Sunday, October 5, 2014

Making Leather-Covered Buttons

So I got a new toy in the workshop recently: an Osborne button-making press. It all started when I volunteered to make a friend of mine a tufted leather headboard for her king-sized bed. Of course we needed matching leather-covered buttons, right? How hard could it be? 

My new toy!
 Turns out the Osborne W-1 Hand Button Machine press is very heavy-duty, and a lot larger than I thought it would be. It seems to be made for serious production work. The long handle gives you plenty of leverage, and you will definitely need to bolt this machine down to the workbench. 
A close-up of the business end.  
You have to order the proper die-set along with the machine to match the size of the buttons you want to make. I got the #30 which is for a 3/4" button, along with the blanks for the wire-back buttons, and the nylon tufting twine - each is sold separately. 

The die set consists of a cutter, a top and bottom die, an allen wrench, dowel and nylon cutting block. 
 The bottom die is a spring-loaded contraption which will take the wire-back part of the button. 
 There's a hole in the middle to accept the wire protruding from the back.
 The top die takes the leather blank and the part that becomes the front of the button. 
 It slides back and forth sort of like a piston. 

 The cutter is a nice beefy cookie-cutter type of circle punch. 
 Used with the nylon block, it should easily punch oodles of perfectly-sized leather circles. 
 To begin, place the nylon block in the press. 
 Place your leather on top of the nylon block with the cutter on top of that, roughly centered under the top plate. 
 Apply some pressure to the handle and you get a satisfying "chunk" as the circle cutter slices through the leather. 
 At this point, I'm going to pull out the skive to shave the leather down a bit, thickness-wise. I tried to make a button with the full-thickness leather, but it was a no-go. I think the whole machine is set up for thinner upholstery cloth-covered buttons, so it takes some fine-tuning to make the leather work with these buttons and dies. 
 In case you don't know: the skife is a razor blade knife where there is a slight curve to the cutting edge. This is perfect for shaving down the thickness of a piece of leather in a controlled manner.  
 I work on a piece of glass, because every other work surface I have would otherwise be damaged by the knife. 
 We're starting with a 1.07mm thickness on the leather. 
 After shaving the backside down carefully...
 ...I end up at .68mm thick. It makes all the difference in the world. 
 We're ready to grab our button blanks. One for the front, and one for the back. 
 Take the top die.
 Place the leather blank face-down into the die. 
 Take your blank button front.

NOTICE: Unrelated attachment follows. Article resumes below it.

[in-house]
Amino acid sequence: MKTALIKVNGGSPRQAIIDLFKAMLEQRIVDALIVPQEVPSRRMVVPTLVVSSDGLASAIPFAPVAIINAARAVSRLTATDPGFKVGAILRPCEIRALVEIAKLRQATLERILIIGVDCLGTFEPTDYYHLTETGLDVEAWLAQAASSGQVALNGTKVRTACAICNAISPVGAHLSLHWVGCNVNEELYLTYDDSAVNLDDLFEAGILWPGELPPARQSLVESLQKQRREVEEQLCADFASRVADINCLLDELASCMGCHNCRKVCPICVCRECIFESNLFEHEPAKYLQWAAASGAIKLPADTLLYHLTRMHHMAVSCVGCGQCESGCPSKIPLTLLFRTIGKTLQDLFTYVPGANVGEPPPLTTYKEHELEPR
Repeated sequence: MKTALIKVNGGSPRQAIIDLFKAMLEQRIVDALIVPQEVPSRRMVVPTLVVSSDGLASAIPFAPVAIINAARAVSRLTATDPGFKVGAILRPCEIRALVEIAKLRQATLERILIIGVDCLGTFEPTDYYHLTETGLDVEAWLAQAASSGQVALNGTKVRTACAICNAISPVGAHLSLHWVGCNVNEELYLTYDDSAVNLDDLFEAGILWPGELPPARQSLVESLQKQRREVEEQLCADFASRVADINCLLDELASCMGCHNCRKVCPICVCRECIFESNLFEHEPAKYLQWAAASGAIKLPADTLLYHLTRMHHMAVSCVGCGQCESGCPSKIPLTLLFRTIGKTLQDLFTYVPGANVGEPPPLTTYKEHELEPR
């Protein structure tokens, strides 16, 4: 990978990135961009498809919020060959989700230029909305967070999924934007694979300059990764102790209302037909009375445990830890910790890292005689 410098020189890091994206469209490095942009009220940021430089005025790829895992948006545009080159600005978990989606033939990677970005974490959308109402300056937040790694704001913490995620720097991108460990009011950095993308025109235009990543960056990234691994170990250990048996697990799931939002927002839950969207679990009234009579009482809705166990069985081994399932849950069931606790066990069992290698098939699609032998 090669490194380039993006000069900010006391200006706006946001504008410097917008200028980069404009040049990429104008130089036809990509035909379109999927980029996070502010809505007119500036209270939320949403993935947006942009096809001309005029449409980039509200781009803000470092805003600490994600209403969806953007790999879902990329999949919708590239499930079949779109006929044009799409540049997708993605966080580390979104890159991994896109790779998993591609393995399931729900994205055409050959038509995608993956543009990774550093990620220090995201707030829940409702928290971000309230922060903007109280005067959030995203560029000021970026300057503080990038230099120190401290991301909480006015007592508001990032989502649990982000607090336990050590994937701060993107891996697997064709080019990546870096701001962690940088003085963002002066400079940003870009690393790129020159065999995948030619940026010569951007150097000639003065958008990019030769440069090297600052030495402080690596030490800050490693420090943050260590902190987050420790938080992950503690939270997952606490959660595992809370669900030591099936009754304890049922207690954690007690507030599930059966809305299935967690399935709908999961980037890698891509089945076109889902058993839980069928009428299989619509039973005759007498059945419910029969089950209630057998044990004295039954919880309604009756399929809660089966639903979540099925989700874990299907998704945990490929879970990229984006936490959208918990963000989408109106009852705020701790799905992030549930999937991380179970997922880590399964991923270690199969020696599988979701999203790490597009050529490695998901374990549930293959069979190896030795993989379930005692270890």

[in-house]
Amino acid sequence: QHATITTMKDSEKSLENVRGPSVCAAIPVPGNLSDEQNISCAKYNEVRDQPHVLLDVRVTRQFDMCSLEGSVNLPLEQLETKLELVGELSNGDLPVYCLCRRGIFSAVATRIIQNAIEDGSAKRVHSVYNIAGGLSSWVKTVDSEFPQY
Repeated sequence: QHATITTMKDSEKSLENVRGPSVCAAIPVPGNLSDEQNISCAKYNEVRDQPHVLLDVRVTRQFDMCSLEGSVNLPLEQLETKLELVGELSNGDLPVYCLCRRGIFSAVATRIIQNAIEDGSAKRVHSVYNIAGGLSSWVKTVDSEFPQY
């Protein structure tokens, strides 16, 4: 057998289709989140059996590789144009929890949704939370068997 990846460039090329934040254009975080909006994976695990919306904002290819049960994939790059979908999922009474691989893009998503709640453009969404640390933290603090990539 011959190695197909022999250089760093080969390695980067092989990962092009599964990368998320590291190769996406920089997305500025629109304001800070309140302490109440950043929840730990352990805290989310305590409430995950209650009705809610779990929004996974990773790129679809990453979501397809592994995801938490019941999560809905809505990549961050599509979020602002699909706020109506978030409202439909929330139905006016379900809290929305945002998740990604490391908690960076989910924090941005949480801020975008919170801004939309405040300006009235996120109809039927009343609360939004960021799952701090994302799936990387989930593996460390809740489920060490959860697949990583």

Place it face-down in the center of the top die, and push it into the hole. 
 Use the dowel to push the button front and leather all the way down. 

 You should be able to see leather all around the button face.
 Now take the bottom die. 
 Load it into the machine (you can secure it with the allen wrench set screw). 
 Place the wire-back of the button into the bottom die. 
 The wire should be facing down.
 Take the loaded top die...
 ...and place it on top of the bottom die. 
 Pull the handle down, and you should get this: 
 At least that's what I got at first: a messed-up button. See the cut along the edge? Too much pressure. 
 I found it handy to use a little screwdriver to remove the finished button from the die. 
 Try again, and with a bit less pressure you can get the button to turn out okay (without the cut through part). 

 When they turn out right, the leather tightly wraps around to the back, and the whole thing is held in place through crimping and pressure. It's almost magic. 
 I probably messed up one button for every two that turned out, but I'm sure with practice I could do even better. I'd recommend giving yourself time and extra leather to get the formula down pat. 

 I went ahead and got the tufting twine, as I didn't think any of the threads I have could handle the extreme tension these buttons will place on it. 
 I used a heavy-duty needle to thread the buttons through the sewn seams. 
 I put both ends of the thread through the eye of the needle. 
 I found I didn't need a pilot hole, I just put the needle in the center of the seam and pulled it through to the backside. 

 Given a decent tug, the thread and wire back nestled between the stitches and sat nicely in place. Check back later, and I'll show you how the finished project turned out. 

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